After much deliberation and anxiety about overloading Slideshare.net with yet another presentation about presentation design, I’ve debuted by deck for March, Simple Design:
My decision to share this deck with others was difficult. I yearn for new conversations in the field of presentation design and visual communication and I want to be a part of these new conversations. However, I want to share something that is a stronger example of design with users than my previous deck on design, Tweak Your Slides.
The subject of visual thinking and cinematic visual aids is inevitable as we move further and further towards a society that yearns to connect with experience/brand/individual beyond the textual. In class, we devote a significant amount of time to designing a visual story, but more than this, we consider how inherent visuals have become in the conveying of our ideas and brands. Outside of class, I spend my time defending the post-clip art, post-1987 PowerPoint approach to presentation design against what I can only classify as a lizard brain-driven anxiety that comes with doing something different or non-traditional. Many of my colleagues accept how I approach teaching and see that it works, but cannot believe it could work outside of the vacuum of “fluffy” subjects like public speaking (this is of course not true in any respect). Alex Rister discussed this resistance on her blog, and lists this as one reason why this approach “won’t work” we often hear. But, then there are times when the visual thinking bug takes hold. One of our colleagues created a dynamic and immersive GoTo training complete with zombies and sound effects, and this month, super student Chris Martignago completed his month’s work of homework using visual thinking:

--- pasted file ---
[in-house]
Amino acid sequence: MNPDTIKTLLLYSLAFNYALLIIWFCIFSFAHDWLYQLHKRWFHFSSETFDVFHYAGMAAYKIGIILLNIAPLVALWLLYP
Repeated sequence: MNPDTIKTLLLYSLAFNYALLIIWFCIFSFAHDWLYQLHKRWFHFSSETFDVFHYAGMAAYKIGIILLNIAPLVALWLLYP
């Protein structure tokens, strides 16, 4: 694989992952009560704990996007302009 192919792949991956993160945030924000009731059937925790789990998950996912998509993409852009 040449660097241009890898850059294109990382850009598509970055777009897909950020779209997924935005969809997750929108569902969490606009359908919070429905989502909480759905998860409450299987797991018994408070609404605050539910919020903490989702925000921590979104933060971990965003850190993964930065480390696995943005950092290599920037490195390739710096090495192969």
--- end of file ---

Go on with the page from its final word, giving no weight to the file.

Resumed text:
In the past few weeks, several new decks focused on the topic of visual thinking have debuted on Slideshare. The first I’ll share with you today is Duarte Design’s #IllustraTED, which is a project developed by Duarte Design that gathers amazing illustrators and artists together to visualize and draw out some of this year’s talks:
(My favorite of course is Andrew McAfee’s talk on scifi and jobs.)
I also want to share with you two decks on visual storytelling and marketing that really give us a glimpse into where visual communication can take us in the future. The first, created by Column Five Media, “Visual Content Marketing: Capture and Engage your Audience,” is an impeccably organized presentation that blends the essential ingredients–text, color, shape, layout, line, texture, and image–to communicate a core idea–we consume, communicate through, and are engaged by visuals, but succeeding with this in mind is not just about slapping a picture on a site and calling it a day.
The second deck, “Instabrand: The Rise of Visual Storytelling in a Content Marketing World,” an e-book by Christian Adams, isolates the same six communication media as the previous deck (photos, infographics, memes, videos, comics, visual note-taking), but focuses less on the how and more on the why this has happened and what the future will hold. This deck works less as a stand alone than Column Five’s, but I found the exposure to future forms of visual marketing/visual communication to be very enlightening.
What do you think? Do we still have room to grow this conversation? Have we said all there is to say about visual communication? If so, why is there still so much resistance?